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eral Jackson's advance guard had reached the neighborhood of Ashland, a company of the Eighth Illinois cavalry drove in my videttes from the point where the Ashcake road crossed the Telegraph road. I ordered Lieutenant Smith, of the Black Horse cavalry, Fourth Virginia, with seventeen men, to drive the enemy back. He charged at once, and the enemy fled, leaving two horses dead on the road, carrying off one man killed and one wounded in the charge. Lieutenant Smith had two men wounded, private Crump, arm broken, and private Robertson, wounded slightly. The telegraph wire, which had been cut, was immediately restored. Thursday, twenty-sixth ultimo, moved with the cavalry brigade to the neighborhood of Pale Green Church, and bivouacked. Friday, twenty-seventh ultimo, the brigade moved toward Old Church. By command of the General, I sent forward, to clear the road, company F, (Georgia Huzzars, Captain Waring,) of the legion. The pickets of the enemy were discovered at a point tw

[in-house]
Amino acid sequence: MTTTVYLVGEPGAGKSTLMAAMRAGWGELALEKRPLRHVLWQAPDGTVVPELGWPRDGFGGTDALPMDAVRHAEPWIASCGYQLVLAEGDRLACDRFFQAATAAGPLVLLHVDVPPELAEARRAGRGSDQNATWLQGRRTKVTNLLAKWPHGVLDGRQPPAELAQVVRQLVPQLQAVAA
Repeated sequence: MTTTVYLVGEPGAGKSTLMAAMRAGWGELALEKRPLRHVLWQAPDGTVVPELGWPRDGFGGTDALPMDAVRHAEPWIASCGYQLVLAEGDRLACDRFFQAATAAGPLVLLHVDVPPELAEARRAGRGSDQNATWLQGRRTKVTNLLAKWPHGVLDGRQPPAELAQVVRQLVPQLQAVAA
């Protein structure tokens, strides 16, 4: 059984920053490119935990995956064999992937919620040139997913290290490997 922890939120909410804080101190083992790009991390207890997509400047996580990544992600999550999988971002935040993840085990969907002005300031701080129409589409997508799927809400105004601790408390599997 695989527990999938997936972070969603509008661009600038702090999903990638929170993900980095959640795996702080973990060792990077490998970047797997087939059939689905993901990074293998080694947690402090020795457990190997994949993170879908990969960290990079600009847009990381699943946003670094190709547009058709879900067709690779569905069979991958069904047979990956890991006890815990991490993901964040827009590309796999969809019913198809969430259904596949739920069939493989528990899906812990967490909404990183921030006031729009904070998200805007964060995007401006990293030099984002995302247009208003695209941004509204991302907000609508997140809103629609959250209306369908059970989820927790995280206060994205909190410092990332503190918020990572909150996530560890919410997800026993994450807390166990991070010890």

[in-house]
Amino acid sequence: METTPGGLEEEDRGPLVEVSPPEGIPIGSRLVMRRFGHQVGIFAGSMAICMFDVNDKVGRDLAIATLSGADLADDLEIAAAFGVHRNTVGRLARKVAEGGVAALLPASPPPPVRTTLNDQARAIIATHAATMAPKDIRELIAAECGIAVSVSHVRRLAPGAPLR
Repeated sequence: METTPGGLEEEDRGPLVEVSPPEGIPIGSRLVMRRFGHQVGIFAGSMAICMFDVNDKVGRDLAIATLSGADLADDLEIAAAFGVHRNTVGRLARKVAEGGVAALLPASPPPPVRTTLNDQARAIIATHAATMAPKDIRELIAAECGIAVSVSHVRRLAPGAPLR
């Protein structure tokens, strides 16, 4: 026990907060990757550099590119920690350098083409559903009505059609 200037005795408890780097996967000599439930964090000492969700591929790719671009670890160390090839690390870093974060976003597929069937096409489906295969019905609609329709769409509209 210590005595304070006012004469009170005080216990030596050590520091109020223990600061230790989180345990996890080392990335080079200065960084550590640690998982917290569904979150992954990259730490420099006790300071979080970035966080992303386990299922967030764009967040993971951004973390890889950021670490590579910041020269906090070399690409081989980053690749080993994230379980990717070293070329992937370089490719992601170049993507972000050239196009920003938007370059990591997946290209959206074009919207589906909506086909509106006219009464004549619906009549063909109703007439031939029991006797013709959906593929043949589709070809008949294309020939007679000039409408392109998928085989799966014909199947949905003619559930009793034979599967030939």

nes, and private J. D. Barton, of this regiment, were greatly distinguished for their courage. Private J. B. Stinson, of same regiment, acting as courier to General Anderson, was wounded in three places at Sharpsburg, and there, as on every other battlefield, behaved most nobly. Colonel Bennet, of the Fourteenth North Carolina, commends Captains Jones, Freeman, Bell, Debun, and Weir, Lieutenants Liles, Mitchell, Harney, Shankle, Bevers, Threadgill, Meachem, Sergeants Jenkins, McLester, Corporal Crump, privates McGregor, Beasley, Odell, and Morgan. The Second North Carolina, after the death of the gallant and accomplished Tew, was commanded by Captain Roberts, since resigned. The Thirtieth North Carolina, after the fall of its gallant Colonel, was commanded by Major Sillers, a brave and meritorious officer. I much regret that the officers of these two regiments have declined to present the names of those specially distinguished for coolness and courage. The Thirteenth North Caro